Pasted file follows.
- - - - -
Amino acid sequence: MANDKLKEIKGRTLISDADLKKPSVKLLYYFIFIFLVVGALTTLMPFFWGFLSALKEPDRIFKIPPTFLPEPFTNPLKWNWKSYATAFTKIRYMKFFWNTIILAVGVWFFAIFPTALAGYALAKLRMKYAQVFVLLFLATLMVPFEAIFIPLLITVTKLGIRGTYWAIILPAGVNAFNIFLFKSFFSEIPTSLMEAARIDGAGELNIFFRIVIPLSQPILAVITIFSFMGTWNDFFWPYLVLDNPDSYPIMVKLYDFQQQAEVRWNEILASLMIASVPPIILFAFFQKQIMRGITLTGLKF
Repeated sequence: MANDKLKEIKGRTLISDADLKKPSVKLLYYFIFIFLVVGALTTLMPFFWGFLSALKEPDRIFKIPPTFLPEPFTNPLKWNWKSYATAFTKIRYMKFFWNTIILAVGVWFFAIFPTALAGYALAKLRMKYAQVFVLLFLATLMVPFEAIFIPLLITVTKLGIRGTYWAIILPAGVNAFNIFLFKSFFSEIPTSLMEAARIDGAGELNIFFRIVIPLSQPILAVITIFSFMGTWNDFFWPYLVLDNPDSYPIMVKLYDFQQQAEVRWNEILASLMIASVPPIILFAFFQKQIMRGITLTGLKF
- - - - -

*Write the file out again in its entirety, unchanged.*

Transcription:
Amino acid sequence: MANDKLKEIKGRTLISDADLKKPSVKLLYYFIFIFLVVGALTTLMPFFWGFLSALKEPDRIFKIPPTFLPEPFTNPLKWNWKSYATAFTKIRYMKFFWNTIILAVGVWFFAIFPTALAGYALAKLRMKYAQVFVLLFLATLMVPFEAIFIPLLITVTKLGIRGTYWAIILPAGVNAFNIFLFKSFFSEIPTSLMEAARIDGAGELNIFFRIVIPLSQPILAVITIFSFMGTWNDFFWPYLVLDNPDSYPIMVKLYDFQQQAEVRWNEILASLMIASVPPIILFAFFQKQIMRGITLTGLKF
Repeated sequence: MANDKLKEIKGRTLISDADLKKPSVKLLYYFIFIFLVVGALTTLMPFFWGFLSALKEPDRIFKIPPTFLPEPFTNPLKWNWKSYATAFTKIRYMKFFWNTIILAVGVWFFAIFPTALAGYALAKLRMKYAQVFVLLFLATLMVPFEAIFIPLLITVTKLGIRGTYWAIILPAGVNAFNIFLFKSFFSEIPTSLMEAARIDGAGELNIFFRIVIPLSQPILAVITIFSFMGTWNDFFWPYLVLDNPDSYPIMVKLYDFQQQAEVRWNEILASLMIASVPPIILFAFFQKQIMRGITLTGLKF